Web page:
Robert Lamoureux: Patio options, pool problems

Robert Lamoureux has 40 years of experience as a general contractor, with separate licenses in electrical and plumbing contracting. He owns IMS Construction Inc. in Valencia. His opinions are his own, not necessarily those of The Signal. Opinions expressed in this column are not meant to replace the recommendations of a qualified contractor after that contractor has made a thorough visual inspection. Email questions to Robert at [email protected]

Question No. 1

Robert,

I do appreciate your column in The Signal.  Maybe you can help me?

I removed a solid roof on my patio and replaced it with a patio cloth material. Have loved it until the recent rains. It would appear that the rain is getting between my 2-x-4 cross pieces and my 4-x-6 support beams and I can only guess removing rust from nails and depositing all over my patio.

How can I stop this process and remove the stain I now have on my concrete patio?

Thanks for your help,

Fred

Answer No. 1

Fred,

Thank you for being a loyal reader.

The rust can be removed with a rust remover for concrete, which you can purchase at a big box store.

The ongoing rust can only be stopped by stopping the water source, or replace the nails/screws with galvanized or stainless.

The nails were made of steel and not galvanized or stainless, which caused the rusting. Another option is to waterproof the overhang, but this would mean going back to a solid roof.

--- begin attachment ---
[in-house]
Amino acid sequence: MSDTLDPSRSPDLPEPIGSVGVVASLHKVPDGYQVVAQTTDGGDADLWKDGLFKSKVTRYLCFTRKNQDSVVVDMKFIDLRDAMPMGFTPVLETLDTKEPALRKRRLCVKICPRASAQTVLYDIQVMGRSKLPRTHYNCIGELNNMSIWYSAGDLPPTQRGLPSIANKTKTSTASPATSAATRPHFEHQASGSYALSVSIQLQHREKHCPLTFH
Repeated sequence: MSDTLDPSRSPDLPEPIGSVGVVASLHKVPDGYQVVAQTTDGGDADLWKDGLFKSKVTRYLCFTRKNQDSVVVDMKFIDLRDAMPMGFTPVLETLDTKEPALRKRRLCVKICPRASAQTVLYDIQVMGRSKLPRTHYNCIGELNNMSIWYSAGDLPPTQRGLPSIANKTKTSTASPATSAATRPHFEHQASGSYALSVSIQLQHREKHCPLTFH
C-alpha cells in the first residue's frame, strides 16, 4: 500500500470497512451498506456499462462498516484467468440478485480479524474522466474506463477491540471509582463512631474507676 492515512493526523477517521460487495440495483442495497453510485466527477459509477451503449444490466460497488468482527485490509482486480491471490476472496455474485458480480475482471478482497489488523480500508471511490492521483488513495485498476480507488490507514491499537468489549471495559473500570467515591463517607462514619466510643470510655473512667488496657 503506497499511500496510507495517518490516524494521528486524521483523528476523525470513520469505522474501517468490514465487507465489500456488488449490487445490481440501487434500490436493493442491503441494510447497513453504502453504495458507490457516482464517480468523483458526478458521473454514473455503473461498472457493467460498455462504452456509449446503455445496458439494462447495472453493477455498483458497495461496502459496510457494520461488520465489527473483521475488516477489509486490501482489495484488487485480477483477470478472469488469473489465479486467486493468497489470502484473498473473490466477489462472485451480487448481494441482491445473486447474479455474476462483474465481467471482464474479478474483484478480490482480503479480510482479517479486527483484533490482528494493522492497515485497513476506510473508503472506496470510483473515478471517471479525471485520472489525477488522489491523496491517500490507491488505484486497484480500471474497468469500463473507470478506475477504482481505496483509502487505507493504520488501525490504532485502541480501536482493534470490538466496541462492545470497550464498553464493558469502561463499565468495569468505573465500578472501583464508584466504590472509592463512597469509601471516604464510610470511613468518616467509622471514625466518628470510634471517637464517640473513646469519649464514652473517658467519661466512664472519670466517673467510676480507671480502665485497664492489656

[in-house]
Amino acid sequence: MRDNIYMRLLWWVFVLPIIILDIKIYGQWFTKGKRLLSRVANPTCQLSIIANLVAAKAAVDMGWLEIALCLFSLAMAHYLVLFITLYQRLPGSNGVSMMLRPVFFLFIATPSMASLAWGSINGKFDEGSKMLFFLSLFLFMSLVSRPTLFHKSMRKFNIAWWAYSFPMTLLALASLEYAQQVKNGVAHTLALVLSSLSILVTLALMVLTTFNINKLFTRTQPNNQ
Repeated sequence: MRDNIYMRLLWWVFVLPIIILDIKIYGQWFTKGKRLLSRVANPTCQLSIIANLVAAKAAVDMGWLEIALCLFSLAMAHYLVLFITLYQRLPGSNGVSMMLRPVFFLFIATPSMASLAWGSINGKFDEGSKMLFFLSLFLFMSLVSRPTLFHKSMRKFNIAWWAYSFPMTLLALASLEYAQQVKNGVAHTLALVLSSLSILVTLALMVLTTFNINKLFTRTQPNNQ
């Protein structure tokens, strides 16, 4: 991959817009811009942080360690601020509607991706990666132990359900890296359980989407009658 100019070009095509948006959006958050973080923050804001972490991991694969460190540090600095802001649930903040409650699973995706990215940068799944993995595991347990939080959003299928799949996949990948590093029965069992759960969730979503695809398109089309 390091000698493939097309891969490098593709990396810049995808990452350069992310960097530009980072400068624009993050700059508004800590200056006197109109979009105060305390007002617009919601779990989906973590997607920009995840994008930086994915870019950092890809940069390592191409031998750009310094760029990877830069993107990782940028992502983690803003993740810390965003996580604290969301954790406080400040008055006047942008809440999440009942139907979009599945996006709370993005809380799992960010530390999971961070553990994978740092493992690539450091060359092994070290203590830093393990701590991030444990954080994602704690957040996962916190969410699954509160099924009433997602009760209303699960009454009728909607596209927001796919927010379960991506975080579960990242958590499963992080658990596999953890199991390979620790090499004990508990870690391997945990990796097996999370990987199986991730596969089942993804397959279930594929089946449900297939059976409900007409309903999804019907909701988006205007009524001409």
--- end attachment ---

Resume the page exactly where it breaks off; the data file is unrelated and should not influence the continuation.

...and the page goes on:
I realize you like the cloth — I’m sorry I can’t be more positive regarding what you prefer.

Best,

Robert

Question No. 2

Hi Robert,

I live at the base of a hill and am proceeding with re-plastering my pool. 

The pool company came out and drained the pool in preparation, then it started raining.

Suddenly, my pool is 2 inches higher than the concrete patio/deck, as though it was on a lift and raised up out of the ground!

The pool guy says he’s never seen this before, and has no idea how or why this has happened. 

Do you know what this could be, why it happened and if it can be fixed?

This is absolutely crazy to see, and I’m hoping that this is fixable. Also, does the liability lie with the pool company, do you know?

Mike H.

Answer No. 2

Mike,

This is a very simple answer.

An empty pool during rains is like a ball in the ocean, it will float. Especially at the base of a hill where most of the surrounding water travels to, it of course saturates the ground at high rates and without the pool being filled and heavy with water to weigh it down, it literally succumbs to the pressure of the groundwater and “pops” (comes up out of the ground).

Unfortunately, Mike, this pool needs a complete demo and rebuild, as all of the underground plumbing and infrastructure is going to be damaged and the integrity will be lacking. 

As far as responsibility, I recommend that you have documentation (hopefully his insurance information) of the work dates, as well as weather, and reach out to the pool company, giving them an opportunity to take on the responsibility. 

This is really something that should be known by a pool company, and I’d certainly attempt to hold them responsible.

In the meantime, you can reach out to your insurance and see what advice they have for you.

Good luck to you sir,

Robert

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